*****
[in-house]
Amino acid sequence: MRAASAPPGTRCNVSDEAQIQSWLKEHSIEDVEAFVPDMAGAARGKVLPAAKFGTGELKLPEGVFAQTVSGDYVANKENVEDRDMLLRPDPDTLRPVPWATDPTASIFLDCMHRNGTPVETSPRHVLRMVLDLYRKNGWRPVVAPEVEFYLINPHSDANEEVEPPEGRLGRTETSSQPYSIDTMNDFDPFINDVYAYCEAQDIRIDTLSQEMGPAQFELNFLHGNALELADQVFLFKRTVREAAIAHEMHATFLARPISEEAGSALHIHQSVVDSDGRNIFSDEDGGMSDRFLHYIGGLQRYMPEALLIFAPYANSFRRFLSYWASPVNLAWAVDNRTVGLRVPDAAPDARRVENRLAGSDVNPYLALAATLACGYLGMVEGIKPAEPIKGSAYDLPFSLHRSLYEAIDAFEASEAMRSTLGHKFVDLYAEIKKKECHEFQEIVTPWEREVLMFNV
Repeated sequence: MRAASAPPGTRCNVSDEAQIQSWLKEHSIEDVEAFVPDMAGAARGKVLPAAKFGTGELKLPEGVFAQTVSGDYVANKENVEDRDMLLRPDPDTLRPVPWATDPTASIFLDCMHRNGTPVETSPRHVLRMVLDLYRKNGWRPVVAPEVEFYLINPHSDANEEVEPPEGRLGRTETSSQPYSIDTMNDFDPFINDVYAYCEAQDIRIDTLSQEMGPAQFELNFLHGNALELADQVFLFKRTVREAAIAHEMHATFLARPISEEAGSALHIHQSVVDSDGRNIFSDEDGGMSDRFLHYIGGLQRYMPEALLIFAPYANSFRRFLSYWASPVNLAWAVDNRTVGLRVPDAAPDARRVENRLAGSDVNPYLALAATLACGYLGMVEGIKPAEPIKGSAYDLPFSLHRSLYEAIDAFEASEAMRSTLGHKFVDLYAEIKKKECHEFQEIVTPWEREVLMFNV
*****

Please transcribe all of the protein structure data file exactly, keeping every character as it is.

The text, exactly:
[in-house]
Amino acid sequence: MRAASAPPGTRCNVSDEAQIQSWLKEHSIEDVEAFVPDMAGAARGKVLPAAKFGTGELKLPEGVFAQTVSGDYVANKENVEDRDMLLRPDPDTLRPVPWATDPTASIFLDCMHRNGTPVETSPRHVLRMVLDLYRKNGWRPVVAPEVEFYLINPHSDANEEVEPPEGRLGRTETSSQPYSIDTMNDFDPFINDVYAYCEAQDIRIDTLSQEMGPAQFELNFLHGNALELADQVFLFKRTVREAAIAHEMHATFLARPISEEAGSALHIHQSVVDSDGRNIFSDEDGGMSDRFLHYIGGLQRYMPEALLIFAPYANSFRRFLSYWASPVNLAWAVDNRTVGLRVPDAAPDARRVENRLAGSDVNPYLALAATLACGYLGMVEGIKPAEPIKGSAYDLPFSLHRSLYEAIDAFEASEAMRSTLGHKFVDLYAEIKKKECHEFQEIVTPWEREVLMFNV
Repeated sequence: MRAASAPPGTRCNVSDEAQIQSWLKEHSIEDVEAFVPDMAGAARGKVLPAAKFGTGELKLPEGVFAQTVSGDYVANKENVEDRDMLLRPDPDTLRPVPWATDPTASIFLDCMHRNGTPVETSPRHVLRMVLDLYRKNGWRPVVAPEVEFYLINPHSDANEEVEPPEGRLGRTETSSQPYSIDTMNDFDPFINDVYAYCEAQDIRIDTLSQEMGPAQFELNFLHGNALELADQVFLFKRTVREAAIAHEMHATFLARPISEEAGSALHIHQSVVDSDGRNIFSDEDGGMSDRFLHYIGGLQRYMPEALLIFAPYANSFRRFLSYWASPVNLAWAVDNRTVGLRVPDAAPDARRVENRLAGSDVNPYLALAATLACGYLGMVEGIKPAEPIKGSAYDLPFSLHRSLYEAIDAFEASEAMRSTLGHKFVDLYAEIKKKECHEFQEIVTPWEREVLMFNV